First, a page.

SASKATOON – Tom Wolf does not recommend spraying at night.
The Agriculture Canada research scientist told the recent Saskatchewan Soil Conservation Association conference in Saskatoon that the problem is temperature inversions that tend to occur at night.
“On a typical summer night, when the sun goes down, the air becomes stable. That means the spray drift you produce doesn’t disperse very well,” he said.
“You always produce spray drift. You can’t eliminate it. It hangs behind the sprayer. On a sunny day, that spray disperses rapidly because we have thermal turbulence. A lot of air is moving up and down all the time and that spray cloud dissipates quickly. At night unfortunately, it doesn’t. It stays concentrated, and because it’s calm it probably will hang behind your sprayer for quite a while.
“So when the winds do come up, you don’t know which direction they’re going to come up in or how long they’re going to be in that direction. You can’t effectively protect any area around your sprayed field from the impact of the drift. That’s why we recommend against night spraying.”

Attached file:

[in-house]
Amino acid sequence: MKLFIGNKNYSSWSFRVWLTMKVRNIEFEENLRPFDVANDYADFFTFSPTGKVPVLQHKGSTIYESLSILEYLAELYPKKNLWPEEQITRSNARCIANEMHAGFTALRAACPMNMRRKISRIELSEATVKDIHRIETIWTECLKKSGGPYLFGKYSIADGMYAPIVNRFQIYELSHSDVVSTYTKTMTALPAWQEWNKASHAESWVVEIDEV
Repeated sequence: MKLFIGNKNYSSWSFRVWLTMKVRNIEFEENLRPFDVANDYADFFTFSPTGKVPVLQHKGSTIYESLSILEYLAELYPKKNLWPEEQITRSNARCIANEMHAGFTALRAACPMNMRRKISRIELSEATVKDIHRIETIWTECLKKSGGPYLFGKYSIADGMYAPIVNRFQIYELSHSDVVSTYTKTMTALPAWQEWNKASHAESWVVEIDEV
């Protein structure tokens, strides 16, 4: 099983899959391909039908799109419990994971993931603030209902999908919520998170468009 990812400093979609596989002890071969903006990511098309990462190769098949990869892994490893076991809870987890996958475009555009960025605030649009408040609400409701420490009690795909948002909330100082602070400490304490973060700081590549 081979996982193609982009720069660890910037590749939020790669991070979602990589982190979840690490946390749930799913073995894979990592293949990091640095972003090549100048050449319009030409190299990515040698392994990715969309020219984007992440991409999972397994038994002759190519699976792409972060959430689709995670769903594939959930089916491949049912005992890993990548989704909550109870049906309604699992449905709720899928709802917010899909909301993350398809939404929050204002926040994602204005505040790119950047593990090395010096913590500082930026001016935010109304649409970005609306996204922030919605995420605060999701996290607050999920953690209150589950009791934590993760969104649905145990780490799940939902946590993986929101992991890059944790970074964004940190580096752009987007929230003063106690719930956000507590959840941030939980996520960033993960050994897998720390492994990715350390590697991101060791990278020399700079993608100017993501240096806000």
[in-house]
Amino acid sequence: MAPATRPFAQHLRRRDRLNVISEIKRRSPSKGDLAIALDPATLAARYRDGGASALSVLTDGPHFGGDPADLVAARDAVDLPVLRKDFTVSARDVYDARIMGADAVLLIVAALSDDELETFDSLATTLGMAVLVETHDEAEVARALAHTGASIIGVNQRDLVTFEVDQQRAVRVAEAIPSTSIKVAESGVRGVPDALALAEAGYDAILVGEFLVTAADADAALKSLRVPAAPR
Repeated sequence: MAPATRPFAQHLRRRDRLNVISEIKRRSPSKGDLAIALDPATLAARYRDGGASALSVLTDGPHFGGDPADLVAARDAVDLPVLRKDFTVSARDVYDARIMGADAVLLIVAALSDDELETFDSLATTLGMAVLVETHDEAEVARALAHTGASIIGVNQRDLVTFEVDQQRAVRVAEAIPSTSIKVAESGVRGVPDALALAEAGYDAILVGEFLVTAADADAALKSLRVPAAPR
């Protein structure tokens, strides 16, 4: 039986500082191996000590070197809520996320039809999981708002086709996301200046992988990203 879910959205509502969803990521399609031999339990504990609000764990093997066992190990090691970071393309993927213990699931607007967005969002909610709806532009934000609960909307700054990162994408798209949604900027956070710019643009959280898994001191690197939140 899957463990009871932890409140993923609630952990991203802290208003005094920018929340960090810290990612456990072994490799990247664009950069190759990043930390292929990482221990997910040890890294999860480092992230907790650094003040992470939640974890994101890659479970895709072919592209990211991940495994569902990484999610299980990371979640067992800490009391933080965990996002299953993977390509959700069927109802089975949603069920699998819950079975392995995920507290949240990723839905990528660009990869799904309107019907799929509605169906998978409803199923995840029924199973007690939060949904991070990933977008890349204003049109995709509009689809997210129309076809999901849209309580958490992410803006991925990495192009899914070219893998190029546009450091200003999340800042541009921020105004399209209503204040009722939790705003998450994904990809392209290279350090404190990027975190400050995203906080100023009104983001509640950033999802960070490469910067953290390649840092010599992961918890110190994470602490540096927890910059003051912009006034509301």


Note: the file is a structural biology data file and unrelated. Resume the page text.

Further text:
Wolf said he knows some farmers like the practice. When he was growing up he used to run a guideline down fields with a dirt bike every 18 metres so his father could spray at night.
“The advantage of spraying at night is that the winds are calm. The humidity is a little higher and temperatures are less extreme, so the droplet lives a little longer and has more opportunity for uptake,” he said.
“Forget about stomata being open longer. Herbicide isn’t taken up through stomata, so it’s irrelevant what they do.”